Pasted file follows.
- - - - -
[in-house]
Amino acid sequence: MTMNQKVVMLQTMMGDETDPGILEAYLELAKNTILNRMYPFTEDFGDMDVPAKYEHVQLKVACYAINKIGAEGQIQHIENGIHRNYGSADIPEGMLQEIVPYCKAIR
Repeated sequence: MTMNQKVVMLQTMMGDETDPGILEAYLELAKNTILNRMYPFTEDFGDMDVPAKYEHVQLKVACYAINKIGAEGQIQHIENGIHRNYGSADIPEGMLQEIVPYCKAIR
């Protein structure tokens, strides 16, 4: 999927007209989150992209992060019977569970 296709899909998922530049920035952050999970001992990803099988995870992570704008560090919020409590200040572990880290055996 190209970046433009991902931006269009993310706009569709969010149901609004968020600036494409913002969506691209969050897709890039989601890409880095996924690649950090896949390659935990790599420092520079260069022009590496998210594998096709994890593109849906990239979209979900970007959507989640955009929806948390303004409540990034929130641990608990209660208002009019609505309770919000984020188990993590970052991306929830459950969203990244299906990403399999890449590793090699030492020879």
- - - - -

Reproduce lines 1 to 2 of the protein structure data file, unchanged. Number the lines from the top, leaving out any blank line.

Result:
[in-house]
Amino acid sequence: MTMNQKVVMLQTMMGDETDPGILEAYLELAKNTILNRMYPFTEDFGDMDVPAKYEHVQLKVACYAINKIGAEGQIQHIENGIHRNYGSADIPEGMLQEIVPYCKAIR